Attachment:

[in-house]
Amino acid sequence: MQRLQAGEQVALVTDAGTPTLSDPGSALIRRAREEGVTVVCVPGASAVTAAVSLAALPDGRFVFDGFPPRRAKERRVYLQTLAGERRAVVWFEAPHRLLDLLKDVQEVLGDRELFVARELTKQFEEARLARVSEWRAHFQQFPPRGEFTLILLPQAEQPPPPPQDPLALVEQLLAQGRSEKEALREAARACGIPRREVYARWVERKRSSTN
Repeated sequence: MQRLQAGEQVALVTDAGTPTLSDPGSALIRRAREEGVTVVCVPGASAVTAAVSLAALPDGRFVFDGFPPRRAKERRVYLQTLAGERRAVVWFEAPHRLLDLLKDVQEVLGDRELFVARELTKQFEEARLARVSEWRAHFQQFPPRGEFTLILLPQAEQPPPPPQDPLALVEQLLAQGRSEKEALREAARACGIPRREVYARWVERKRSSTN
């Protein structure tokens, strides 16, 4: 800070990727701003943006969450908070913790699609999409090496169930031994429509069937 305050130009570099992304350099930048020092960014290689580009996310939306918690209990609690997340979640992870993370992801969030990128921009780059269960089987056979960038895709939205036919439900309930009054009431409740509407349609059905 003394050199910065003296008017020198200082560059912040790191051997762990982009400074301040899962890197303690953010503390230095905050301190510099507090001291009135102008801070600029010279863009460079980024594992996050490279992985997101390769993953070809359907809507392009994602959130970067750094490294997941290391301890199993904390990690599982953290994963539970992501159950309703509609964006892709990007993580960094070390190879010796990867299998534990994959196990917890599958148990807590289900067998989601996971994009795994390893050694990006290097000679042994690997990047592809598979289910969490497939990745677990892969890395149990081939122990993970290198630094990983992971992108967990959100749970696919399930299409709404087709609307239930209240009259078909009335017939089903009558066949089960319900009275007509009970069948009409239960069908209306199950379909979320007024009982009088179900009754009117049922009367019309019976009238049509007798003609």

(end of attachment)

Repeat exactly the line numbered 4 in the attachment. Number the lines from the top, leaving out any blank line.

């Protein structure tokens, strides 16, 4: 800070990727701003943006969450908070913790699609999409090496169930031994429509069937 305050130009570099992304350099930048020092960014290689580009996310939306918690209990609690997340979640992870993370992801969030990128921009780059269960089987056979960038895709939205036919439900309930009054009431409740509407349609059905 003394050199910065003296008017020198200082560059912040790191051997762990982009400074301040899962890197303690953010503390230095905050301190510099507090001291009135102008801070600029010279863009460079980024594992996050490279992985997101390769993953070809359907809507392009994602959130970067750094490294997941290391301890199993904390990690599982953290994963539970992501159950309703509609964006892709990007993580960094070390190879010796990867299998534990994959196990917890599958148990807590289900067998989601996971994009795994390893050694990006290097000679042994690997990047592809598979289910969490497939990745677990892969890395149990081939122990993970290198630094990983992971992108967990959100749970696919399930299409709404087709609307239930209240009259078909009335017939089903009558066949089960319900009275007509009970069948009409239960069908209306199950379909979320007024009982009088179900009754009117049922009367019309019976009238049509007798003609």